In the Norse Apocalyptic myth, Ragnarok, meaning “fate of the gods” is the battle at the end of the world. Not only will the gods and giants pass away in this story, but almost everything else in the world will be torn to shreds as well. What is interesting about this is that the gods all know its going to happen and yet they still defy their future until the very end.
The proof to this story is that it is believable. The first thing is the Fimbulvetr (Terrible Winter) in which there will be three winters back to back. Because of their northern geography it is possible that winter could last longer than normal. The three winters would greatly affect them because their food would become scarce, leading to famine, young would be less likely to survive, and fighting conditions would be worsened. There will be wars and brothers will kill brothers as it says in the Sibyl’s Vision:
Brothers will fight
and kill each other,
men will know misery,
adulteries be multiplied
an axe-age, a sword-age,
shields will be cloven,
a wind-age, a wolf-age,
before the world's ruin.
"The Prose Edda"
This prose acts as a proof because these things are already known to happen, though they are looked down upon. In Ragnarok, everything is coming to a close and people are at their worst. The line about a wolf-age is also a good proof because in Ragnarok the moon is swallowed by a wolf, this is a “looks-like” etiology because of our modern day eclipses.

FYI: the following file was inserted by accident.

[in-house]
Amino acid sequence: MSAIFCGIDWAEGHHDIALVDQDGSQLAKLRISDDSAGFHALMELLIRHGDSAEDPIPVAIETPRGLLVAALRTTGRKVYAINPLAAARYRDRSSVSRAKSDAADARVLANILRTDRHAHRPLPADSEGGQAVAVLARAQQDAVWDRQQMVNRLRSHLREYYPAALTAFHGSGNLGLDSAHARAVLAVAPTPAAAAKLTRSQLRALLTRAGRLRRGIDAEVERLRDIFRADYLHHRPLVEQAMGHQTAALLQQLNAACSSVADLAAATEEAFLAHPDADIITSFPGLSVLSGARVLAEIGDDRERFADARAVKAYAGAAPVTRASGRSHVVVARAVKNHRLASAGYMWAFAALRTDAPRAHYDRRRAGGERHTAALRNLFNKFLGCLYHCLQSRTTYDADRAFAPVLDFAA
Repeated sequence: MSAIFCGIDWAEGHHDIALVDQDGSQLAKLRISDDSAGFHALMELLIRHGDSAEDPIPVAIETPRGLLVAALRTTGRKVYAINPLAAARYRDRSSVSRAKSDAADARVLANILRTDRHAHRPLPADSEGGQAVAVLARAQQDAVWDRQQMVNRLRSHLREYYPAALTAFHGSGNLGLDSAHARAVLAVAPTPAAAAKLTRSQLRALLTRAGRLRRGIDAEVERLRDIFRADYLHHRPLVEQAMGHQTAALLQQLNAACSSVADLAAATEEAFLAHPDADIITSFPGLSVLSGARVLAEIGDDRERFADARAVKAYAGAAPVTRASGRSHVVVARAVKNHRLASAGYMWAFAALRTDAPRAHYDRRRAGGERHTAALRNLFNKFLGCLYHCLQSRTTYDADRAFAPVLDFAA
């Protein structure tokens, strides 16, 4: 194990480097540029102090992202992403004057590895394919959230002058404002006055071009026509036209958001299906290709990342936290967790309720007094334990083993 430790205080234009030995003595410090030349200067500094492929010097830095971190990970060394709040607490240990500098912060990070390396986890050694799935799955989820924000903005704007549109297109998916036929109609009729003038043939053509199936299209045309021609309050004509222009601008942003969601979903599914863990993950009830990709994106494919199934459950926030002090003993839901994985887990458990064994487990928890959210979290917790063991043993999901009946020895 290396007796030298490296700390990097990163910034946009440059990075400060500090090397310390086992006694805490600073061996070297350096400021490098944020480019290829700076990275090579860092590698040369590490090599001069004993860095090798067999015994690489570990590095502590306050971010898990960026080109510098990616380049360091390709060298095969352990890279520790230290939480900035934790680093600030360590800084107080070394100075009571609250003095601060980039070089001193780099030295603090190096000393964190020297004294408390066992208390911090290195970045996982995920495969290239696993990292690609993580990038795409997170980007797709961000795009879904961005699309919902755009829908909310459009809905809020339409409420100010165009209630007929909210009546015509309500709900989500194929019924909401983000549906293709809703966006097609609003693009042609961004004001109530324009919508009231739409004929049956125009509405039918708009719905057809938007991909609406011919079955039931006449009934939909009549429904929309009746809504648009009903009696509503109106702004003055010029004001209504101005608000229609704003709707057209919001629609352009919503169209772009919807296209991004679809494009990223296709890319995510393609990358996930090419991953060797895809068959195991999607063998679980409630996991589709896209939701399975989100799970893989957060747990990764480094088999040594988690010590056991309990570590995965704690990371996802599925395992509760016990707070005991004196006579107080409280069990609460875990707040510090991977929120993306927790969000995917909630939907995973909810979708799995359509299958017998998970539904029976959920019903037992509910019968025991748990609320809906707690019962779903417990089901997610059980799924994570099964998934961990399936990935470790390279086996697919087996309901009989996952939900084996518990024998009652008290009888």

A religious truth of the Ragnarok tale explains why Odin was the great god and ruler of Asgard. He was believed to bring heroes and kings to his Hall of the Slain after they had died in battle. The purpose of this was to feast and be ready to defend Asgard when the time came.
This reveals why the sacrifices the Norse made to him were of captives taken in war. Another truth that reveals why the sacrifices were hung could be because of Odin’s sacrifice of himself by hanging on the tree...
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